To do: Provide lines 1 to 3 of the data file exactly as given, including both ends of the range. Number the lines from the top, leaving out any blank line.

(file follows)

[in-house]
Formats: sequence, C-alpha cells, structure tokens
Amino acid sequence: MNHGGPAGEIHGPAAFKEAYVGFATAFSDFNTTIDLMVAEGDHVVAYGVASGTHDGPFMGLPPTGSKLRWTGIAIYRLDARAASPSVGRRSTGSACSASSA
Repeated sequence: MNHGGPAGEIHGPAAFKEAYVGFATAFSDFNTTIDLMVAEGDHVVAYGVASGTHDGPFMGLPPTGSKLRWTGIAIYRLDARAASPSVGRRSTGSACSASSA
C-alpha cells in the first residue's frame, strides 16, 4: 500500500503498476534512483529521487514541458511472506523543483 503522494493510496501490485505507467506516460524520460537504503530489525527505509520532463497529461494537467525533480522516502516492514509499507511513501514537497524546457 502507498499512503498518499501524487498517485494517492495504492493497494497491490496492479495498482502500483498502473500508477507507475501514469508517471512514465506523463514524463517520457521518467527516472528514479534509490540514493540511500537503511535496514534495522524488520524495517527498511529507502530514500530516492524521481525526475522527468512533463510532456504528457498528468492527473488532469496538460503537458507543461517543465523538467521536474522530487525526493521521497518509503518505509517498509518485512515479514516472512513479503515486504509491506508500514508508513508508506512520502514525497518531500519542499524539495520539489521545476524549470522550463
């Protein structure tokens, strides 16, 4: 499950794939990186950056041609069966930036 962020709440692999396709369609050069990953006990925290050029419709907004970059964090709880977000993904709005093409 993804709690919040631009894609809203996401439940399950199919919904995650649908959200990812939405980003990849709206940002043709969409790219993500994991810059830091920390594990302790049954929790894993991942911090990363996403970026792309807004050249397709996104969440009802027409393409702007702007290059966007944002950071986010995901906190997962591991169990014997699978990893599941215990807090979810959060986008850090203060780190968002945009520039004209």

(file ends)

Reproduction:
[in-house]
Formats: sequence, C-alpha cells, structure tokens
Amino acid sequence: MNHGGPAGEIHGPAAFKEAYVGFATAFSDFNTTIDLMVAEGDHVVAYGVASGTHDGPFMGLPPTGSKLRWTGIAIYRLDARAASPSVGRRSTGSACSASSA